It was a beautiful afternoon. Many were at the beach playing soccer, others were playing bingo, chatting about life or looking ahead, their eyes lost in the ocean. They were there when they heard someone say that a big power- ful boat was closing in. People ran over lured by the gossip: at first the boat seemed to be empty, a large boat, they said. This made spectators more curi- ous: five minutes later the boat arrives on the beach and lies still on the sand. One of the crew shows his rifle as if indicating they come to meet with the townspeople. They all must go to the school. An hour later, people were gath- ered in the classroom as though they were about to receive lessons, scared to death and guarded by a man with an AK47. The robbers went into the houses and looted everything; they took the pigs, the new appliances, they emptied the clothing stores, they emptied the piggy banks and turned over the mat- tresses. Coquí was left completely deserted and plundered.

The attack was denounced to the National Army in Nuquí. But the lieutenant in charge did not move a finger because he thought it had been carried out by paramilitaries who had already bribed the majority of officers above him. Days later, Navy officers from Bahía Solano showed up to take declarations from the community. A mere formality. After some weeks it was said (“by a little bird”) that the lieutenant in Nuquí was called in for questioning for hav- ing connections to the paramilitaries. And the case of Coquí was set aside. There was no reparation of victims by the state whatsoever. Again absolute and unconcerned impunity.


An abandoned land and coast. Delinquency deprives them of a future. There doesn’t seem to be many options. Faced with this desolate and brutal land- scape, many youth from Nuquí and nearby towns decide to venture to crown their first trip; others become paramilitaries; others enter the army and a few resilient ones insist on the dream of attending university.

In 2013, some paisas 3 arrived to Coquí offering benefits to the small ham- let in exchange for their cooperation in the transportation of some “goods”: Cocaine. If everything goes well, in December the shipment gets exported by airplane.

Among the promised benefits there was a new power generator, renovation of homes, students subsidies and millions in cash, enough to enjoy a very fancy Christmas.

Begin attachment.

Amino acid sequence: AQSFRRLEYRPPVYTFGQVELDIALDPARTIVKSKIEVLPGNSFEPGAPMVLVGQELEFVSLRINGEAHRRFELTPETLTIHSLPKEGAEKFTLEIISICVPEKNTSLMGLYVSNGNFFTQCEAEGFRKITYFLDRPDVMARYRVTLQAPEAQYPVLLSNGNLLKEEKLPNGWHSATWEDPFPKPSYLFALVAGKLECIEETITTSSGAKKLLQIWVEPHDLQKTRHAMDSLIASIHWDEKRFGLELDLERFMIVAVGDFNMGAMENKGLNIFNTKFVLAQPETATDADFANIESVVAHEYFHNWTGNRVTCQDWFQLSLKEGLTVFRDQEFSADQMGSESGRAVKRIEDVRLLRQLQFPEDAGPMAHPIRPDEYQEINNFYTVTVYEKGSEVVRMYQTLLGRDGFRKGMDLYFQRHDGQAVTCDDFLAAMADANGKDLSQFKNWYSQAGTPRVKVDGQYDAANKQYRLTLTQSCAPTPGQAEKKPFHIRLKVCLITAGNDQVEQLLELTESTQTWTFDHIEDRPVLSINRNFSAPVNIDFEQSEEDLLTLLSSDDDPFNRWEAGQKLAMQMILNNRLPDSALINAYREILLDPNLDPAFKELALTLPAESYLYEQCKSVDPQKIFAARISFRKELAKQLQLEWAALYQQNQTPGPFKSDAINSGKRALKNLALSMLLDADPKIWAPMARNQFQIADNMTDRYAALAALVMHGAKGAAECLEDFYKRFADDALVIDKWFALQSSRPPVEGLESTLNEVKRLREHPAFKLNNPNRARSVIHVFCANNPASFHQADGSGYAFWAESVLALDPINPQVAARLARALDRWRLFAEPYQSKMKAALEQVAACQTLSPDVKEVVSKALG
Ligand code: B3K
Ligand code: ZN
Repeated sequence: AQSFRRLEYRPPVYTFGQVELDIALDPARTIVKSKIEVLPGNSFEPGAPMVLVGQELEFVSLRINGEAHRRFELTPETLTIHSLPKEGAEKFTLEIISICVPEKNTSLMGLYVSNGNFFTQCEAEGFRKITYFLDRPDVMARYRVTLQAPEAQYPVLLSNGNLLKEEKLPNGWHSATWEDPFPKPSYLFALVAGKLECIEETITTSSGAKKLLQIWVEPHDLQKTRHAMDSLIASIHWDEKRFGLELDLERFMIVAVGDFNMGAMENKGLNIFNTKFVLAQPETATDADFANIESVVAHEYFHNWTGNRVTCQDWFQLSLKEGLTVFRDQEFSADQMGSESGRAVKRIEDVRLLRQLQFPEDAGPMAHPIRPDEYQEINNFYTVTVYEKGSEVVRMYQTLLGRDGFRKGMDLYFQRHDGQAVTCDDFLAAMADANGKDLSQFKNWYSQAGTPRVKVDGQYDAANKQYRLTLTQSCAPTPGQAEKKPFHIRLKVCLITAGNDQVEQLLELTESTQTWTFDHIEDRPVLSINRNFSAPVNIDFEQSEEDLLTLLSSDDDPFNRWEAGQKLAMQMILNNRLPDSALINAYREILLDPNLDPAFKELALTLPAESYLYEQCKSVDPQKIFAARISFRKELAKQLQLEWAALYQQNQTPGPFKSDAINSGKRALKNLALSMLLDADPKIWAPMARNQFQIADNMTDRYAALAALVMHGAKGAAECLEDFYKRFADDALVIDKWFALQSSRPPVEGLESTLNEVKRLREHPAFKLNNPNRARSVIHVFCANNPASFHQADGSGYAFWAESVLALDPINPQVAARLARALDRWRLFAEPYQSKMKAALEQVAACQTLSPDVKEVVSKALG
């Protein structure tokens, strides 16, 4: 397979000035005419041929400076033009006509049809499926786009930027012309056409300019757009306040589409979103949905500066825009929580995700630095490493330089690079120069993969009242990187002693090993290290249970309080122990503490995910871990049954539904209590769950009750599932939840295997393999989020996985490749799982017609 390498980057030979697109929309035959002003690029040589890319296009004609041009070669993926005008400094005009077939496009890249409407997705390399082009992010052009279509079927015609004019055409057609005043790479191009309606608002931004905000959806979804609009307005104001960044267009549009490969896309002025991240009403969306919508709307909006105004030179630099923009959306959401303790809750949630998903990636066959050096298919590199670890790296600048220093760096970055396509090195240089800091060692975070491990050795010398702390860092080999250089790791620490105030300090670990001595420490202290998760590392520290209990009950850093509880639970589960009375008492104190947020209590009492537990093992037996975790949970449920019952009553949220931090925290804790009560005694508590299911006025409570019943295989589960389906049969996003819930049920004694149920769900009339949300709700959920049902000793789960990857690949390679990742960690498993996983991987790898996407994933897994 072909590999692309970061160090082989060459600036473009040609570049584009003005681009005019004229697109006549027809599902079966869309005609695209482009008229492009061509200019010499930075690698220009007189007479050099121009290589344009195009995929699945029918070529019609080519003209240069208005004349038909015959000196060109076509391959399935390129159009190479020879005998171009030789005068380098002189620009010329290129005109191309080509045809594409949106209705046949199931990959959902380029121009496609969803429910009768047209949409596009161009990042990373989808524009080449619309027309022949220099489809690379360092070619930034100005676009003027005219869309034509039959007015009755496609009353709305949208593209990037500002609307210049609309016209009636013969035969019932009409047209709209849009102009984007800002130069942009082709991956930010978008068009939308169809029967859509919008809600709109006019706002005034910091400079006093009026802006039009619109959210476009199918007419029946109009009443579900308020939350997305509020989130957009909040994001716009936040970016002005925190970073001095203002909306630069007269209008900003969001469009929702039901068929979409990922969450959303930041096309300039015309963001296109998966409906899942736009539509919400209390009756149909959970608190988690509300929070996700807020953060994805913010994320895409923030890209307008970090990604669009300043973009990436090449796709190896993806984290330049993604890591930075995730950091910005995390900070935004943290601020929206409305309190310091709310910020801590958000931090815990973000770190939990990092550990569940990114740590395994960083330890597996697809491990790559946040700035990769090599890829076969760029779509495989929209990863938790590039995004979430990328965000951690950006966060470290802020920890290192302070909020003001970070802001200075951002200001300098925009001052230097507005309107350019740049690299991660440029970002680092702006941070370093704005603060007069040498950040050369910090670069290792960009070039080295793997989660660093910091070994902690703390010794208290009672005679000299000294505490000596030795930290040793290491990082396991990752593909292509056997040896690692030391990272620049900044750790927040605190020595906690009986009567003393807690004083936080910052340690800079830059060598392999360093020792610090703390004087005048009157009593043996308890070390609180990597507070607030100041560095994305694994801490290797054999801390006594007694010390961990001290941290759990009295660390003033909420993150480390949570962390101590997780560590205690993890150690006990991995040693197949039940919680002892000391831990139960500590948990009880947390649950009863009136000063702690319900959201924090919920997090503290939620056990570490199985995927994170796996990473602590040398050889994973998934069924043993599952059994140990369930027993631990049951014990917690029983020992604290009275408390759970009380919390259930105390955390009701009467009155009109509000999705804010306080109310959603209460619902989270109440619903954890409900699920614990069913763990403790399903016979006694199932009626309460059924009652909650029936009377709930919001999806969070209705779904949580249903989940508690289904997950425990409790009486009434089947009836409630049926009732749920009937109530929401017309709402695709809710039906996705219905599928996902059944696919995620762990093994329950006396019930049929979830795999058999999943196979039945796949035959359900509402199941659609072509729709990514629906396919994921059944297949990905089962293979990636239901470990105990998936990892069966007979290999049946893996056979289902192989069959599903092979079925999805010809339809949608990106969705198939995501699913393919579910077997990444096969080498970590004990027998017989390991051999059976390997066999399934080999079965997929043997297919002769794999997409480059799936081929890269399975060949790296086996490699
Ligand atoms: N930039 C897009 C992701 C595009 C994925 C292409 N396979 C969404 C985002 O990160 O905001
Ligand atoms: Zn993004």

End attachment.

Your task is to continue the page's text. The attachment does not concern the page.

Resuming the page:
As the cooperation plan began, many unknown but very charming men arrive into town. They understand from the beginning that the role of those stashing the stuff is fundamental since they are in charge of hiding the cocaine and the boats. The paisas know what to do: they hire men from the town who know the mangrove swamps well, very safe places away from the army’s radar.

After months of work, the improvised landing strip made from wood planks is ready for use. It’s December and it’s necessary to finish off details. There are meetings everywhere with the townspeople to conclude the agreement on the conditions of the operation. On the 22 December, the crucial date, the streets are empty and only a few people around with long bored faces. It’s seven o’clock and there are no youth anywhere: only children and women becoming anxious. Four hours later, around the area of Boca Vieja, the main estuary in town, the beach is covered with lights indicating the point of landing. After 15 minutes of anguish and despair the plane lands with technical difficulties.

But once the small plane is loaded it refuses to take off. When the men start to unload it, the army arrives to surprise them. People run towards the man- grove swamps carrying their package of cocaine. They hide the merchandize and manage to escape from the persecution. The army stays on the beach with the small plane and a few containers of petrol as their loot. And the townspeople are left with only their disappointment. So much for permanent electricity. Goodbye to all those benefits! Because the only thing left here are the scratches on the bodies and dreams flying off with the wind like foot- prints of what could have been but never was.


Amigos de Más Arte
Amigos de Más Arte